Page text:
```
# Try it here!
```

```
fig, axs = plt.subplots(2, 2, figsize=[6, 6])
x = np.linspace(0, 10, 100)
for i, ax in enumerate(axs.flatten()):
ax.plot(x, x**i)
fig.tight_layout()
```

One final thing to notice here - all panels in this plot share the same x-axis, so plotting it on the top row isn’t very space-efficient…

**➤ Try setting the sharex argument of plt.subplots to True.**

```
# Try it here!
```

```
fig, axs = plt.subplots(2, 2, figsize=[6, 4.5], sharex=True)
x = np.linspace(0, 10, 100)
for i, ax in enumerate(axs.flatten()):
ax.plot(x, x**i)
fig.tight_layout()
```

At this point, hopefully you’re getting the idea that there are both `figure`

and `axes`

objects, which do quite different things. In general, actions performed on an `axis`

will *only* influence that axis, while actions performed on the `figure`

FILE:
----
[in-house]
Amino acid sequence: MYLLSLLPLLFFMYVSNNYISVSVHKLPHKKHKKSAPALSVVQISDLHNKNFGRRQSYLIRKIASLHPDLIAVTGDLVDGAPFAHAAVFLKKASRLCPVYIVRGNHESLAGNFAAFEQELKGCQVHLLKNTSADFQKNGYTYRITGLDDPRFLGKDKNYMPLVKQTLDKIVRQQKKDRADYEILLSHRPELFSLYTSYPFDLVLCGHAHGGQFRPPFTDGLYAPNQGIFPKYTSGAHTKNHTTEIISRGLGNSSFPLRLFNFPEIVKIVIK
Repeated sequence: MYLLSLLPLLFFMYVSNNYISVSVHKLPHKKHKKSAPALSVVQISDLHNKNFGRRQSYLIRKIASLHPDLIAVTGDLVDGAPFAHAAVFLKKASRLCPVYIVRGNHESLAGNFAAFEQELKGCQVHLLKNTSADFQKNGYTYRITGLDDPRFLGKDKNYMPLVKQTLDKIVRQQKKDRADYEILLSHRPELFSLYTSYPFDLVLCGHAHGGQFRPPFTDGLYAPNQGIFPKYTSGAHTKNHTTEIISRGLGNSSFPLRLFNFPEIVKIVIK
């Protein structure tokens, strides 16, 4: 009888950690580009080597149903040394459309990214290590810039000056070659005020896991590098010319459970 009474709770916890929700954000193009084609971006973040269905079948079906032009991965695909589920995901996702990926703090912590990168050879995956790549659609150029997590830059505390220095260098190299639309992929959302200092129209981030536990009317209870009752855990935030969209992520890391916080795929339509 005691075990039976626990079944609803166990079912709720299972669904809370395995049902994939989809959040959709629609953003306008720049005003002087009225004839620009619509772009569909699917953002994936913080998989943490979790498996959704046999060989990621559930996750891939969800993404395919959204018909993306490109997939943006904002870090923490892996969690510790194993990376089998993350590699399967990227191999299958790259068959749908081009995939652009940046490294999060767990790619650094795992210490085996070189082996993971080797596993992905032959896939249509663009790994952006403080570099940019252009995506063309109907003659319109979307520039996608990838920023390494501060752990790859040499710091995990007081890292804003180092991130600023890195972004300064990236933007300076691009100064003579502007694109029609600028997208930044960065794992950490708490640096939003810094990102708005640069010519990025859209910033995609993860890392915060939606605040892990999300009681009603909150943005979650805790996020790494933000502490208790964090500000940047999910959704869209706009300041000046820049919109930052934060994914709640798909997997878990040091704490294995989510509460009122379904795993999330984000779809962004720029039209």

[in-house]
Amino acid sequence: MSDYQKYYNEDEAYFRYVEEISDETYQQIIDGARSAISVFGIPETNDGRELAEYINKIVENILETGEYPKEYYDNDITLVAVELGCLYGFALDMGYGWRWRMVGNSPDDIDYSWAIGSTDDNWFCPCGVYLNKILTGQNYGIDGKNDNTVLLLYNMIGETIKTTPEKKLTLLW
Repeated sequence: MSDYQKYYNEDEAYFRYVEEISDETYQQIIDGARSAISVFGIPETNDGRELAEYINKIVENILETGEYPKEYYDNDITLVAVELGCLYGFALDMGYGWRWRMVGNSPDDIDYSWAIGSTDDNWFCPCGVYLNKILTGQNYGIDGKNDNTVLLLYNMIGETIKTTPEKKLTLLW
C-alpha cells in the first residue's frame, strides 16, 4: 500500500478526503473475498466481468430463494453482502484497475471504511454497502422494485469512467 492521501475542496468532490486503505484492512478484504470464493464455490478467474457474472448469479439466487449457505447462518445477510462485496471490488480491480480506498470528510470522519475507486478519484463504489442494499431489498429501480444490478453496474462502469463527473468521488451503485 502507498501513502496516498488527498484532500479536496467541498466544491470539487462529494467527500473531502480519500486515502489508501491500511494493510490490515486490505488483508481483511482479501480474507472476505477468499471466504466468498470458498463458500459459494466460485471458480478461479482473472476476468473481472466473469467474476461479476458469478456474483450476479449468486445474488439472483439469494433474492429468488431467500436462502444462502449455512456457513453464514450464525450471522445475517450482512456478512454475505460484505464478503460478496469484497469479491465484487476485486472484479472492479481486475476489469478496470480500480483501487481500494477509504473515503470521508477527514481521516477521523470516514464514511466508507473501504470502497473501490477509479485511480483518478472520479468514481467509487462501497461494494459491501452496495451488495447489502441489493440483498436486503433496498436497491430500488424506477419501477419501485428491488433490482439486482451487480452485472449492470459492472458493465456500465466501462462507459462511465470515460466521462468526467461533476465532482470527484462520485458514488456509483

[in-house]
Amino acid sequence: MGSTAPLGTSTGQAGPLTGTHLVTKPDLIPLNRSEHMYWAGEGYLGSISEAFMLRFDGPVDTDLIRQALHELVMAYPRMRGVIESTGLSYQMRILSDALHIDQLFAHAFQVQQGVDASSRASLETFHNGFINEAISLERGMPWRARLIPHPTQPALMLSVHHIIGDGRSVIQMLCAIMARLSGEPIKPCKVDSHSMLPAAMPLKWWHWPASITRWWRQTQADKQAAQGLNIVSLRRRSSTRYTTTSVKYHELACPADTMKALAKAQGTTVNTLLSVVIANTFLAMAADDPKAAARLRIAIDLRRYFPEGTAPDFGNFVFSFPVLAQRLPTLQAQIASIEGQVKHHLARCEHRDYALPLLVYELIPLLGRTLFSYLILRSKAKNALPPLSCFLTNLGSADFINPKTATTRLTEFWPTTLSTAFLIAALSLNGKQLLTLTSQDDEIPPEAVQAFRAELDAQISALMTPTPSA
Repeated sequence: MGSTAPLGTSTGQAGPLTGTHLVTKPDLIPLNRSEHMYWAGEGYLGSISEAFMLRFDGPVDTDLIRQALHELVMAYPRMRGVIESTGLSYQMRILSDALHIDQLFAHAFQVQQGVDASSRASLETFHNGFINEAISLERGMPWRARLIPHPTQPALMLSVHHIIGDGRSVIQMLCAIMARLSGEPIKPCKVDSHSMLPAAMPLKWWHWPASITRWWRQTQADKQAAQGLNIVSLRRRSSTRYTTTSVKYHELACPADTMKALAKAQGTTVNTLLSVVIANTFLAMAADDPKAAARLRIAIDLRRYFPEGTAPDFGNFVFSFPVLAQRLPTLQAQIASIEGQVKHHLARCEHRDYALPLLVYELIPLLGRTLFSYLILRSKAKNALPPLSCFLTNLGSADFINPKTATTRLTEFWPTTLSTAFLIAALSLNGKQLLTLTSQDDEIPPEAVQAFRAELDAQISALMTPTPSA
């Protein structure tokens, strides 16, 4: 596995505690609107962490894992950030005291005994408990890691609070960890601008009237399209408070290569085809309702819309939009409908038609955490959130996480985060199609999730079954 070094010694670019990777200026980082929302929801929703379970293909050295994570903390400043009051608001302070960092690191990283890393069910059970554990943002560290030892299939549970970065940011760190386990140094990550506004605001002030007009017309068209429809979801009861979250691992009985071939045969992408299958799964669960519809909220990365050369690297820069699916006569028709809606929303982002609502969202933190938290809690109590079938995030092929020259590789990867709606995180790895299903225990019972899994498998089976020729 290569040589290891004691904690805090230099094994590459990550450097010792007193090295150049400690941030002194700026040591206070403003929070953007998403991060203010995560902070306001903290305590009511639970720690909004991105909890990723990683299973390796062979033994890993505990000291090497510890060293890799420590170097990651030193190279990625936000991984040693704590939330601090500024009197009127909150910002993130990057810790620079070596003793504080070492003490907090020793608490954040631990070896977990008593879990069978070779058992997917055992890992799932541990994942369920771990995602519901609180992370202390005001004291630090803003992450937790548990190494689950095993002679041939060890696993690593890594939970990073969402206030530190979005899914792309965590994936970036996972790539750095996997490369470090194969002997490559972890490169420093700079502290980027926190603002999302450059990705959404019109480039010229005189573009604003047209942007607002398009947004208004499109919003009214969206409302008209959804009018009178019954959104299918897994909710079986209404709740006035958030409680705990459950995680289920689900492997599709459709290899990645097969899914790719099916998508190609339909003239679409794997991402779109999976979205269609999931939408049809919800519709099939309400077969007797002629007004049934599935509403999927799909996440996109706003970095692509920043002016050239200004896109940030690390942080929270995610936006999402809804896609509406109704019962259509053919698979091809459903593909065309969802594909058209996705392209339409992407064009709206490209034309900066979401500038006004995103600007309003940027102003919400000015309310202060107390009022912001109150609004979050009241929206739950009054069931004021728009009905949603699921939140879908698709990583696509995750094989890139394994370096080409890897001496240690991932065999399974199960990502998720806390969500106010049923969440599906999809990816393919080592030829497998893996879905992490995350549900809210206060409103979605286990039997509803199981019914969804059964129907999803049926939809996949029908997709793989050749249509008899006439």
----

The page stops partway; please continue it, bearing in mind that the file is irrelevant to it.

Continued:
can influence *all* `axes`

within it, or create new `axes`

.

Just one final thing to complete this plot - axis labels! This is done within the `axes`

objects, as the labels relate to each panel individually. The specific functions you’ll need are `ax.set_xlabel()`

and `ax.set_ylabel()`

. `axes`

objects have a wide range of `ax.set_*()`

methods, which can modify their appearance. It’s worth having a look at these to be aware of what’s possible (type `ax.set_`

and press `Tab` to see a list of possibilities).

Before you set the axis labels, there’s a potential problem here - we’ve removed the x labels from the top row of plots… How can we deal with this? One of the benefits of using `matplotlib`

’s functions for arranging axes on a plot, is that each `axis`

object is ‘aware’ of where it is. For example, the method `ax.is_last_row()`

might be useful here.

**➤ Within the loop, label the x axis of the bottom row with \(x\), and the y-axis of every panel with \(x^i\)**

```
# Try it here!
```

```
fig, axs = plt.subplots(2, 2, figsize=[6, 4.5], sharex=True)
x = np.linspace(0, 10, 100)
for i, ax in enumerate(axs.flatten()):
ax.plot(x, x**i)
if ax.is_last_row():
ax.set_xlabel('x')
ax.set_ylabel('$x^{:}$'.format(i))
fig.tight_layout()
```

## Review: Multi-Panel Plots¶

Make a plot that is 12 inches wide and 3 inches tall containing 2 axes on the left and right, with a shared y-scale.